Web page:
The Stupidity of Expecting the Unlikely

Smart investors should keep in mind that there is perhaps no more seductive trap for the investor and entrepreneur alike than attributing magical powers to new technologies and new products which give them the ability to cast a spell over customers and make them change their behavior.  Rohit Bhargava has written a great piece called The 4 Principles of Delusional Economics. Start-up investors and entrepreneurs should give it a read because it illustrates an absolutely key concept - a product won’t magically change customer behavior - instead the product must create conditions which make wanting to change behavior the rational thing to do.  

The core point Rohit makes is that a growing number of start-ups expect some unreasonable behavior change or act of altruism from their customers as the foundation for their business’ success. Investors should learn how to recognize the pattern and steer clear of the thinking.

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He outlines four principles of delusional economics which I have recast below:

  1. Expecting Your Customer’s Worldview To Change. A person’s world view affects everything they do and expecting them to change it is a waste of time and effort. Consumer behavior is really hard to change. Consumer beliefs, virtually impossible.
  2. Expecting People to Pay For Something That Is Currently Free. When a good or service has been free for a while it skews people’s perception of its value and it permanently affects their expectation about their right to it. Getting them to pay is a lot of work and requires a really differentiated product.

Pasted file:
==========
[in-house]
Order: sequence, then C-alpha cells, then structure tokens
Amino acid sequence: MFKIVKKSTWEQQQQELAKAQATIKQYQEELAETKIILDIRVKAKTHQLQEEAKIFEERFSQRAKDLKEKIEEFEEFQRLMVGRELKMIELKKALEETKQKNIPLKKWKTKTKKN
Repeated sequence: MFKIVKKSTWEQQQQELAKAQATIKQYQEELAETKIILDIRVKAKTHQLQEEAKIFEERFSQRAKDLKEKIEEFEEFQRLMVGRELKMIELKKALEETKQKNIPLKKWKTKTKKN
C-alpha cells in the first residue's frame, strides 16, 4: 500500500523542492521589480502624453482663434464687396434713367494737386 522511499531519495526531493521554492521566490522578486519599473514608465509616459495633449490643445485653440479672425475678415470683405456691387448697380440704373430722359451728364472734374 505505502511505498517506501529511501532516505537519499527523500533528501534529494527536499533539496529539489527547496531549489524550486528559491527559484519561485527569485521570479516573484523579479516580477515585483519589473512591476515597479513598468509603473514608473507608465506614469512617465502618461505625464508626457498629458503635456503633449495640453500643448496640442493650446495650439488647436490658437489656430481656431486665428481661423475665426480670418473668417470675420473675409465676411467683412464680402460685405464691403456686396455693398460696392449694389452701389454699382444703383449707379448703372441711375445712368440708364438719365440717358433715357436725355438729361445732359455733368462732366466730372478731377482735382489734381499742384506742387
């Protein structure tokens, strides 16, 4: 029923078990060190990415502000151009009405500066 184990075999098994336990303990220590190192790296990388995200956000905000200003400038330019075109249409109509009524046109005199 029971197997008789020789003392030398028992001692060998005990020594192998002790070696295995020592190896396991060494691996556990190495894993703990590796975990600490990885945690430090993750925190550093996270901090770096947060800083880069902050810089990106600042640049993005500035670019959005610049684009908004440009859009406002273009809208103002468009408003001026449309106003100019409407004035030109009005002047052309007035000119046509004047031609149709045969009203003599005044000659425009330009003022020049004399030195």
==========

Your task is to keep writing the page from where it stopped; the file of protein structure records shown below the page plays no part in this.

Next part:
3. Building a Business Model on Revenue From Non-Existent Advertisers or Customers. Like Rohit, I see far too many start-ups who are naive about how many advertisers they can attract and what they will pay. You will often see these start-ups talking about their product and how they know their customers. But if their model is advertising supported, they have it all wrong – advertisers are the customers who are going to pay the bills and they should be as focused on getting them to pay up as they are on their product and the eyeballs. (Yes, it is all inter-related, but I am sure you take my point…)
  4. Overestimating the Customer’s Ability to Appreciate and Pay for the Value. I just had an exchange with an entrepreneur on this today. Rohit focuses his point on the fact that customers are generally not that good at detecting value. In my discussion with the entrepreneur, I took it to the next step, chiding the entrepreneur that it was their responsibility to really communicate that value clearly. If the differences are subtle and the proof of superiority only comes with use, then the company is going to have to figure out a bold way to communicate it or they are stuck. Subtle differences and evolutionary improvements do not translate into scalable repeatable sales models.

Worth a skim for both investors and entrepreneurs. Full text here.